You say you were and are ill. That is obviously a factor to be considered and thank you for your openness on that. You deserve the same openness in return. If you are an officer of the union, you cannot assume that your conduct in public meetings or other public forums will be seen as separate. I make no judgement either way on that , it is simply a fact. As Vice Chair of UCU Wales therefore, the facebook posting was one which was seen by people in that context. I fully support therefore the actions of fellow Welsh officers where they have sought to discuss this with you.

We are all fighting the attacks on the most vulnerable in our society but this cannot be helped by attacking each other. The relationship with PCS is important to UCU. Our support for our members is equally important.

Yours

s

Dear Sally,

With respect, I strongly object to UCU claiming that PCS was justified in setting the police on me when you are not in possession of the full facts.

Yes, I made a stupid post on Facebook. But this in no way justifies dealing with it by involving the police. This is one single post that should be set against the very many public statements I have made on Facebook and elsewhere that we absolutely will not tolerate targetting, harassing or threatening DWP staff. I had a very good working relationship with the officials in the PCS Wales office, and close friendships with several PCS Wales Council members including the vice president  all to whom I had made our position as disability activists very clear, that we will not target DWP employees or threaten them in any way.

In the context of the very lengthy Facebook debate it was a part of, it is very clear that my post was an expression of extreme frustration against the trotskyists (many of them not in PCS) who were condemning us for seeking to “distract” PCS’s attention away from building for a general strike.

The decision to set the police on me was a political attack on me and the disabled-people’s anti-cuts movement. It was an attempt to shut down political debate what PCS’s campaigning priorities should be. Over the last few months I have been contacted by a number of members of the PCS DWP Group Executive Council who have reported that the trotskyist dominant group of the GEC is of the belief that PCS’s primary objective is to build for a general strike, and that the “decks should be cleared” of all other campaigning priorities. GEC members who have argued in GEC meetings that other industrial issues within the DWP group should not be deprioritised have been threatened with PCS disciplinary action by the dominant trotskyist faction. The PCS GEC is also failing to implement Group Conference policy with regards campaigning against the Welfare reforms.

Yes, my post on Facebook was stupid. But it needs to be seen in context. It handed a faction within PCS a perfect excuse to shut down an area of debate that was gathering momentum. If PCS was genuinely concerned that I was a danger to DWP staff, why did they not use the system we had already agreed should such concerns arise: that the PCS Wales Office would phone me?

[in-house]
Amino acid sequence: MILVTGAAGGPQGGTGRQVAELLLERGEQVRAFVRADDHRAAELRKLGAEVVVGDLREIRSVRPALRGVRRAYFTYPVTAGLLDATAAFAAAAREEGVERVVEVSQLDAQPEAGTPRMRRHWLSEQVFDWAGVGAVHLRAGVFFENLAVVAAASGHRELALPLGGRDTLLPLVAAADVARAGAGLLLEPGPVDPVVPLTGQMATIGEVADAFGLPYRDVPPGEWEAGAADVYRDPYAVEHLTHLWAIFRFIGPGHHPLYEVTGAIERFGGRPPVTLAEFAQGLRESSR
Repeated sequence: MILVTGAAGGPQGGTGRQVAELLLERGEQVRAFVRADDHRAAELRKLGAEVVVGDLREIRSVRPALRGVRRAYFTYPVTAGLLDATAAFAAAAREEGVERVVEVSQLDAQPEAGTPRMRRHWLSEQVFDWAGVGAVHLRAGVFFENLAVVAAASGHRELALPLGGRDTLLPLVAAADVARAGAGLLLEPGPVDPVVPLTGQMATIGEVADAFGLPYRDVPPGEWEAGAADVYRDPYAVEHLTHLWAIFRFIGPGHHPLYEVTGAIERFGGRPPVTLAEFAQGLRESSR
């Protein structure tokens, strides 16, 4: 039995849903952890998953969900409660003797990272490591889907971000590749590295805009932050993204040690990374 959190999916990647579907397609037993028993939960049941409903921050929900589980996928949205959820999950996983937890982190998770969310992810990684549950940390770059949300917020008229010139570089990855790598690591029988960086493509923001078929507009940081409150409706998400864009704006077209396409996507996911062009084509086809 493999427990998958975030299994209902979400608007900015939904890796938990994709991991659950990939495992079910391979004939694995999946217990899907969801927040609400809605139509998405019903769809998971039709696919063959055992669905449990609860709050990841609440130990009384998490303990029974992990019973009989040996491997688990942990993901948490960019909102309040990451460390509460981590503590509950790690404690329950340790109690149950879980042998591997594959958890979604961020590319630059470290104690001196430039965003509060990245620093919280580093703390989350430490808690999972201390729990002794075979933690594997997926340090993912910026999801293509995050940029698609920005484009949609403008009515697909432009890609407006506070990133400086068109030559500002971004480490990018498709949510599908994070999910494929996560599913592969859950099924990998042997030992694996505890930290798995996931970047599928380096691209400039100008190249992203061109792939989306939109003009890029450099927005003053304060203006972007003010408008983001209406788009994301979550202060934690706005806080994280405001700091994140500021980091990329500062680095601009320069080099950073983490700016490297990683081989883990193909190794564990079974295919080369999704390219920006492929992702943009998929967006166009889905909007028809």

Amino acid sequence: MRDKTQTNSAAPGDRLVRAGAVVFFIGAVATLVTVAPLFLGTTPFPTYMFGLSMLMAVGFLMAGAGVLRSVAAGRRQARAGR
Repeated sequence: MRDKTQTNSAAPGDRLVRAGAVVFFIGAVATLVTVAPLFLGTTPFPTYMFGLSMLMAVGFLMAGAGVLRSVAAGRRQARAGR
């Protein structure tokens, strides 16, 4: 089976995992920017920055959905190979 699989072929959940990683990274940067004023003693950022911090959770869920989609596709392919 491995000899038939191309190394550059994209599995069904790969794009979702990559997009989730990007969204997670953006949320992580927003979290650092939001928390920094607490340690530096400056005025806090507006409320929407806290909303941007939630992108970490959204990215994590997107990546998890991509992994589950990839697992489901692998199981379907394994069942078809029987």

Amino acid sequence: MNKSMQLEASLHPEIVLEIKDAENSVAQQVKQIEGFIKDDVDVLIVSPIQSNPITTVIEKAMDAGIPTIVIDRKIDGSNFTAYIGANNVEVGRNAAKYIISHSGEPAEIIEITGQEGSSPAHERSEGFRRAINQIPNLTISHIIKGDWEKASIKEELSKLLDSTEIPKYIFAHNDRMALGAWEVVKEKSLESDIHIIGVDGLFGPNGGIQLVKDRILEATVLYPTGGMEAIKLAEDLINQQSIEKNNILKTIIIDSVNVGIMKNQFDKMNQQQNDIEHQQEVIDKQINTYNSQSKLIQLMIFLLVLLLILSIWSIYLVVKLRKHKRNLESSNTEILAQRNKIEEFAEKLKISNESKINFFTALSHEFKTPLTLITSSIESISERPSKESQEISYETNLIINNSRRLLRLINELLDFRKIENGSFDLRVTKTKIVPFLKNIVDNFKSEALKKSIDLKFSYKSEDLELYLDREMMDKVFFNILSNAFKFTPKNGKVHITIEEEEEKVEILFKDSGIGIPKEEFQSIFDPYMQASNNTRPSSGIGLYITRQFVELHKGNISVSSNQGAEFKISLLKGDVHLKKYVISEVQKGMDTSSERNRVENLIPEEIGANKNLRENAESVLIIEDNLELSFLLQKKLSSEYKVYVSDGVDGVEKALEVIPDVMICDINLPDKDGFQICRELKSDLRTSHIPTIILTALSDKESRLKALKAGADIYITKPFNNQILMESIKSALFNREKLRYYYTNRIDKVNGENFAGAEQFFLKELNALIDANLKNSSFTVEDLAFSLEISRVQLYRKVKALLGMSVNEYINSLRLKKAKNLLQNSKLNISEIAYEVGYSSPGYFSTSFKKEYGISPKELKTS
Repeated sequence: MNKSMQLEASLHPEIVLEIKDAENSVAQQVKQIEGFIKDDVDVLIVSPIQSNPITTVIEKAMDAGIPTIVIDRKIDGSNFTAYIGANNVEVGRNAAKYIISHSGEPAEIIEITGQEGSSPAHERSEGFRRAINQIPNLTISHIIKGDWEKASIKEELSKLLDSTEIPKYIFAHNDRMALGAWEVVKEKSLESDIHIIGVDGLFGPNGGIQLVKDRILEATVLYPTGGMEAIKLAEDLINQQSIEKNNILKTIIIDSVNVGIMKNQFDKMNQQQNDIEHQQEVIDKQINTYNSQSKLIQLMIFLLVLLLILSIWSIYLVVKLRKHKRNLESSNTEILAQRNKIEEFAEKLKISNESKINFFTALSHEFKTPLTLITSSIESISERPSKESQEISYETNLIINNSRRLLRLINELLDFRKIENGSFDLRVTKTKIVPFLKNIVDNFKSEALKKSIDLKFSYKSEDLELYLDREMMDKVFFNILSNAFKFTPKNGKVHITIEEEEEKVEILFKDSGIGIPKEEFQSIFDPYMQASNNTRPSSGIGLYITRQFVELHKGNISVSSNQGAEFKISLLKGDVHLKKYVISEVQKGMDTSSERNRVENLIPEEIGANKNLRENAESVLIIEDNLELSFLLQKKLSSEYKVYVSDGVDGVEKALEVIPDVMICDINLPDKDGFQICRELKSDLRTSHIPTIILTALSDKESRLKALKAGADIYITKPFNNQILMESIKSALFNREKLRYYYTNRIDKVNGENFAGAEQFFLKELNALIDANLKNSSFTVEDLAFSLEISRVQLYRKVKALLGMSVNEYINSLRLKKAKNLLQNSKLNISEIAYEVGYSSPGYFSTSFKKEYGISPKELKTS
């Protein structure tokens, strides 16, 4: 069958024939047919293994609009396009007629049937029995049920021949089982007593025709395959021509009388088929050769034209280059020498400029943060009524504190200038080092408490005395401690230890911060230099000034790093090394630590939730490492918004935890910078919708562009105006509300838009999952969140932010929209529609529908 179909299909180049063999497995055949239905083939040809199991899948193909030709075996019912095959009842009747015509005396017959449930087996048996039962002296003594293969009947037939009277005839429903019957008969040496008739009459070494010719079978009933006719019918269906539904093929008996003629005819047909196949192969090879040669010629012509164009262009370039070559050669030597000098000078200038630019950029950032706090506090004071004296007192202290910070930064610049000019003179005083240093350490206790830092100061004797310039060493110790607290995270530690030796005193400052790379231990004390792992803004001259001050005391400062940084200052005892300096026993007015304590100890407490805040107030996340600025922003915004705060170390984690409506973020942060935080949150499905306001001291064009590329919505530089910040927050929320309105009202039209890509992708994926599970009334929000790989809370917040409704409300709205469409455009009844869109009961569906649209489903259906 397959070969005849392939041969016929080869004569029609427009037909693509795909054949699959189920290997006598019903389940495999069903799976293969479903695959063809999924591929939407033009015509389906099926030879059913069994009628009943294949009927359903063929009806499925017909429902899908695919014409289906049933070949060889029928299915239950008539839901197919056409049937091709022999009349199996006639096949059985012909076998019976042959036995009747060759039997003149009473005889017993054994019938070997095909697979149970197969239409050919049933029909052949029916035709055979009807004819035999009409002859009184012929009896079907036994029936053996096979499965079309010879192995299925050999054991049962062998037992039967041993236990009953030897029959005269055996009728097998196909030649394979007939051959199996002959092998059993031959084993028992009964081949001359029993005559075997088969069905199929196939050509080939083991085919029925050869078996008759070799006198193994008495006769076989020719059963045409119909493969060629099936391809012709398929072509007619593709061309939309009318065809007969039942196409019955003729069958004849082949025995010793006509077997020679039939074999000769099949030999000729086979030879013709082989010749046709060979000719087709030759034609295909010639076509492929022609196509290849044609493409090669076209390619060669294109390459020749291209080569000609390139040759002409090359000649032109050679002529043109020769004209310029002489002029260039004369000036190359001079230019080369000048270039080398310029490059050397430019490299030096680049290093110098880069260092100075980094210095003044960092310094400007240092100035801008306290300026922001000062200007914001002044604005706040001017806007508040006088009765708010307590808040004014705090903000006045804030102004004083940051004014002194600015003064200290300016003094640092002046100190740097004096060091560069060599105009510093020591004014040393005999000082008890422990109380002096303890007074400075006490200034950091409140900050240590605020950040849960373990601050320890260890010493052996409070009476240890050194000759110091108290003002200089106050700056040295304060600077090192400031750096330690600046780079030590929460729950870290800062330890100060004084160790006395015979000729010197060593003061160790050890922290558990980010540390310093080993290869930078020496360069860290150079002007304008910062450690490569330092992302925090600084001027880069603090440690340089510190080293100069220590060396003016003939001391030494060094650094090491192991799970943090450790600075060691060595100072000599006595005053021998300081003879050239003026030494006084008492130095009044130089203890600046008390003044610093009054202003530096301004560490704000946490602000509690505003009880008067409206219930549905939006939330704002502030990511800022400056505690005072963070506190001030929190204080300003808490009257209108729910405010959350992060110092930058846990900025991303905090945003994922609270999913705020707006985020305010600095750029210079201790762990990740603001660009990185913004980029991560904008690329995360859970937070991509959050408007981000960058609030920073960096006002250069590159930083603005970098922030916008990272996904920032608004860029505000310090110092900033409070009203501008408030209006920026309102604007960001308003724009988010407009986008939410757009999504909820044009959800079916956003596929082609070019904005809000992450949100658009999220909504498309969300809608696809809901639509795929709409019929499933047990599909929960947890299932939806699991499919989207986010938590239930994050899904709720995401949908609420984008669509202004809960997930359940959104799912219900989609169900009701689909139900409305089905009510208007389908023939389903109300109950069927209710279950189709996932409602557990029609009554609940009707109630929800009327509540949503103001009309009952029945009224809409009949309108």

There is no justification for PCS to have set the police on me, and this will be clear if all the facts are taken into account. This is a political issue, and should be dealt with politically: through debate within UCU’s committees. This is a wider issue concerning disabled people’s right to campaign against the arm of the state that is killing 73 of us a week, and it is an issue which concerns many UCU members.

If UCU responds to PCS by telling them they were justified to set the police on me without there being any debate within UCU’s democratic structures on this matter, then UCU will have done a great disservice to its disabled members, and I shall resign all my positions in UCU in protest and have nothing further to do with the union.

Loony Lefty

Update: PCS trade union sets police on disabled activist for campaigning against the government

Update: I am amazed at how widely this blogpost is being shared. Despite being live for just 3 days it is being read on every continent apart from Antarctica. Evidently trade unions everywhere are anxious to learn from PCS and UCU’s outstanding good practice in how to treat disabled trade unionists. I’m being completely inundated by comments, which overwhelmingly are positive and supportive, and I haven’t been able to keep up with managing and moderating them, sorry. There have been several requests for more information. I am preparing responses which I’ll post in another blogpost as soon as I am able. In the meantime, most of the answers to comrades’ questions can be found in the sister blogpost to this one here.

I am also aware of the “welfare visit” defense being circulated by PCS’s defenders. I don’t know whether this defense has originated from within PCS, but as the union’s never contacted me with an explanation for its actions I’ve no idea what their defense/justification is. I would encourage all the PCS folks who’ve contacted me to share their disgust at their union’s behaviour to ask for an explanation. And if someone could share that explanation with me I’d be much obliged. 

One night in October I was awakened near midnight by the police, who told me they had come to ask me some questions relating to my “criminal Facebook posts”. They proceeded to question me very aggressively about my activities as convenor of DPAC Caerdydd, a Disabled People Against Cuts direct-action campaigning group in Cardiff.